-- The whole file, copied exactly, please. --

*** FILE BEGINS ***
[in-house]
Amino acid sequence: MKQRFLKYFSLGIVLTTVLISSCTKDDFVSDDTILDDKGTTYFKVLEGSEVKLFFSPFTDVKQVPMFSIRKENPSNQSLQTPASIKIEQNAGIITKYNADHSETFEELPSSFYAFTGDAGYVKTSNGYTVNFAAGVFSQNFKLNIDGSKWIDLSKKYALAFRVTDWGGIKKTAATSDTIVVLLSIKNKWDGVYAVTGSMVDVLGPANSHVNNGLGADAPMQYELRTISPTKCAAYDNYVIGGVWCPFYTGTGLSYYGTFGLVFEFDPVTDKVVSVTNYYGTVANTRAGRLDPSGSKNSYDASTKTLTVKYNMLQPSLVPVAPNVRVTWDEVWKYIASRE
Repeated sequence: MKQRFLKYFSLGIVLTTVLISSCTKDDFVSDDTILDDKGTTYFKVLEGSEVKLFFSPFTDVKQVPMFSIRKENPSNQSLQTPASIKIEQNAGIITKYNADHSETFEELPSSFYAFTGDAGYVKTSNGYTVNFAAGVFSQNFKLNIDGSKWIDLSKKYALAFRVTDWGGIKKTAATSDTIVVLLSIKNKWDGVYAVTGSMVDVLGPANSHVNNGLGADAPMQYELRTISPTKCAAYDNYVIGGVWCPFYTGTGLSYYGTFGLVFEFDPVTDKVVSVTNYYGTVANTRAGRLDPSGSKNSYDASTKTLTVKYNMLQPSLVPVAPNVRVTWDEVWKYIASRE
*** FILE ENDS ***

[in-house]
Amino acid sequence: MKQRFLKYFSLGIVLTTVLISSCTKDDFVSDDTILDDKGTTYFKVLEGSEVKLFFSPFTDVKQVPMFSIRKENPSNQSLQTPASIKIEQNAGIITKYNADHSETFEELPSSFYAFTGDAGYVKTSNGYTVNFAAGVFSQNFKLNIDGSKWIDLSKKYALAFRVTDWGGIKKTAATSDTIVVLLSIKNKWDGVYAVTGSMVDVLGPANSHVNNGLGADAPMQYELRTISPTKCAAYDNYVIGGVWCPFYTGTGLSYYGTFGLVFEFDPVTDKVVSVTNYYGTVANTRAGRLDPSGSKNSYDASTKTLTVKYNMLQPSLVPVAPNVRVTWDEVWKYIASRE
Repeated sequence: MKQRFLKYFSLGIVLTTVLISSCTKDDFVSDDTILDDKGTTYFKVLEGSEVKLFFSPFTDVKQVPMFSIRKENPSNQSLQTPASIKIEQNAGIITKYNADHSETFEELPSSFYAFTGDAGYVKTSNGYTVNFAAGVFSQNFKLNIDGSKWIDLSKKYALAFRVTDWGGIKKTAATSDTIVVLLSIKNKWDGVYAVTGSMVDVLGPANSHVNNGLGADAPMQYELRTISPTKCAAYDNYVIGGVWCPFYTGTGLSYYGTFGLVFEFDPVTDKVVSVTNYYGTVANTRAGRLDPSGSKNSYDASTKTLTVKYNMLQPSLVPVAPNVRVTWDEVWKYIASRE